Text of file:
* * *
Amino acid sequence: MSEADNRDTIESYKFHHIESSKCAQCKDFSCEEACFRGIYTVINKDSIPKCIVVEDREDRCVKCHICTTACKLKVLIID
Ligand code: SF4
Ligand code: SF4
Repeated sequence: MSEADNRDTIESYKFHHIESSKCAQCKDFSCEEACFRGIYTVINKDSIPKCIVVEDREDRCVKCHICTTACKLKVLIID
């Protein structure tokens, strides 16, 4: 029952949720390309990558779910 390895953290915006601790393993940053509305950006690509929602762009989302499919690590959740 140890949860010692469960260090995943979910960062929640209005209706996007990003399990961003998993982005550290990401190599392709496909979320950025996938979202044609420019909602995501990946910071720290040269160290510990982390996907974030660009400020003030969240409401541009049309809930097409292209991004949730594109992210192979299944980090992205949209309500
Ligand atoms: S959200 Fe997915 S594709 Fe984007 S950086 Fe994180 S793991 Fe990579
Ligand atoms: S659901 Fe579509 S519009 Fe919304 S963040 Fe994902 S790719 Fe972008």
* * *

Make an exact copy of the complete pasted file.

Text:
Amino acid sequence: MSEADNRDTIESYKFHHIESSKCAQCKDFSCEEACFRGIYTVINKDSIPKCIVVEDREDRCVKCHICTTACKLKVLIID
Ligand code: SF4
Ligand code: SF4
Repeated sequence: MSEADNRDTIESYKFHHIESSKCAQCKDFSCEEACFRGIYTVINKDSIPKCIVVEDREDRCVKCHICTTACKLKVLIID
């Protein structure tokens, strides 16, 4: 029952949720390309990558779910 390895953290915006601790393993940053509305950006690509929602762009989302499919690590959740 140890949860010692469960260090995943979910960062929640209005209706996007990003399990961003998993982005550290990401190599392709496909979320950025996938979202044609420019909602995501990946910071720290040269160290510990982390996907974030660009400020003030969240409401541009049309809930097409292209991004949730594109992210192979299944980090992205949209309500
Ligand atoms: S959200 Fe997915 S594709 Fe984007 S950086 Fe994180 S793991 Fe990579
Ligand atoms: S659901 Fe579509 S519009 Fe919304 S963040 Fe994902 S790719 Fe972008």